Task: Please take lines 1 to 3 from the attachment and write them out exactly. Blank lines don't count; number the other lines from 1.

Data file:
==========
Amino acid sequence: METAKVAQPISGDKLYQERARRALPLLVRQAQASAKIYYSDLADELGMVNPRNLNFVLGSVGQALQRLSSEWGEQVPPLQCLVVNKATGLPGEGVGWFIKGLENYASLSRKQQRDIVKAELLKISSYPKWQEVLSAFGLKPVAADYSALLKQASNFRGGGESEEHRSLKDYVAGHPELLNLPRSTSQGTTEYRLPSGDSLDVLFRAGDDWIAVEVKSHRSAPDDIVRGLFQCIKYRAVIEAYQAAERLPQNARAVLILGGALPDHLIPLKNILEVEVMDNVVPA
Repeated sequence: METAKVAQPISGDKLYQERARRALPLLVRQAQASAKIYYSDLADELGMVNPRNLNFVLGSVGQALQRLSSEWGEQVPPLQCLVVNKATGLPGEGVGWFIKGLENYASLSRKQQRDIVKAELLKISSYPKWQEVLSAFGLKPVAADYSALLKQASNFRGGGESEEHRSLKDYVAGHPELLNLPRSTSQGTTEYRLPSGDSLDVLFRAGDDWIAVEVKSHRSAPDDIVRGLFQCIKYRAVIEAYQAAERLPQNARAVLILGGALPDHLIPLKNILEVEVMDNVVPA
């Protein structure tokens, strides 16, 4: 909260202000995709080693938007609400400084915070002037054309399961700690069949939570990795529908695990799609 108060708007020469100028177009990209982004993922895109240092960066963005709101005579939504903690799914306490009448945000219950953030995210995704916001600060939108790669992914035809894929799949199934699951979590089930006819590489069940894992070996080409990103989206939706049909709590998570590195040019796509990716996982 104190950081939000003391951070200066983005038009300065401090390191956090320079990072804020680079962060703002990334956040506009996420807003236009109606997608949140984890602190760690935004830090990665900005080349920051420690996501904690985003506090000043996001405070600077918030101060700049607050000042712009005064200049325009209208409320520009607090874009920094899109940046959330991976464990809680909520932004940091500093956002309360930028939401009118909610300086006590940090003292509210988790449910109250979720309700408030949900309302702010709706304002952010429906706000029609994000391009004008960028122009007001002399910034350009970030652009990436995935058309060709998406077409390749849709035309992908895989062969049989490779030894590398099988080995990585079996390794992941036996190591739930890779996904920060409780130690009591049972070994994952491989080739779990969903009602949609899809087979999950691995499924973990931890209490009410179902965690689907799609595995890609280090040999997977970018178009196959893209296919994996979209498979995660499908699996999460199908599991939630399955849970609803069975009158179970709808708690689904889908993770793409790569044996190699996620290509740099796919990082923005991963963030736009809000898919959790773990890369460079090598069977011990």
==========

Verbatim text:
Amino acid sequence: METAKVAQPISGDKLYQERARRALPLLVRQAQASAKIYYSDLADELGMVNPRNLNFVLGSVGQALQRLSSEWGEQVPPLQCLVVNKATGLPGEGVGWFIKGLENYASLSRKQQRDIVKAELLKISSYPKWQEVLSAFGLKPVAADYSALLKQASNFRGGGESEEHRSLKDYVAGHPELLNLPRSTSQGTTEYRLPSGDSLDVLFRAGDDWIAVEVKSHRSAPDDIVRGLFQCIKYRAVIEAYQAAERLPQNARAVLILGGALPDHLIPLKNILEVEVMDNVVPA
Repeated sequence: METAKVAQPISGDKLYQERARRALPLLVRQAQASAKIYYSDLADELGMVNPRNLNFVLGSVGQALQRLSSEWGEQVPPLQCLVVNKATGLPGEGVGWFIKGLENYASLSRKQQRDIVKAELLKISSYPKWQEVLSAFGLKPVAADYSALLKQASNFRGGGESEEHRSLKDYVAGHPELLNLPRSTSQGTTEYRLPSGDSLDVLFRAGDDWIAVEVKSHRSAPDDIVRGLFQCIKYRAVIEAYQAAERLPQNARAVLILGGALPDHLIPLKNILEVEVMDNVVPA
């Protein structure tokens, strides 16, 4: 909260202000995709080693938007609400400084915070002037054309399961700690069949939570990795529908695990799609 108060708007020469100028177009990209982004993922895109240092960066963005709101005579939504903690799914306490009448945000219950953030995210995704916001600060939108790669992914035809894929799949199934699951979590089930006819590489069940894992070996080409990103989206939706049909709590998570590195040019796509990716996982 104190950081939000003391951070200066983005038009300065401090390191956090320079990072804020680079962060703002990334956040506009996420807003236009109606997608949140984890602190760690935004830090990665900005080349920051420690996501904690985003506090000043996001405070600077918030101060700049607050000042712009005064200049325009209208409320520009607090874009920094899109940046959330991976464990809680909520932004940091500093956002309360930028939401009118909610300086006590940090003292509210988790449910109250979720309700408030949900309302702010709706304002952010429906706000029609994000391009004008960028122009007001002399910034350009970030652009990436995935058309060709998406077409390749849709035309992908895989062969049989490779030894590398099988080995990585079996390794992941036996190591739930890779996904920060409780130690009591049972070994994952491989080739779990969903009602949609899809087979999950691995499924973990931890209490009410179902965690689907799609595995890609280090040999997977970018178009196959893209296919994996979209498979995660499908699996999460199908599991939630399955849970609803069975009158179970709808708690689904889908993770793409790569044996190699996620290509740099796919990082923005991963963030736009809000898919959790773990890369460079090598069977011990």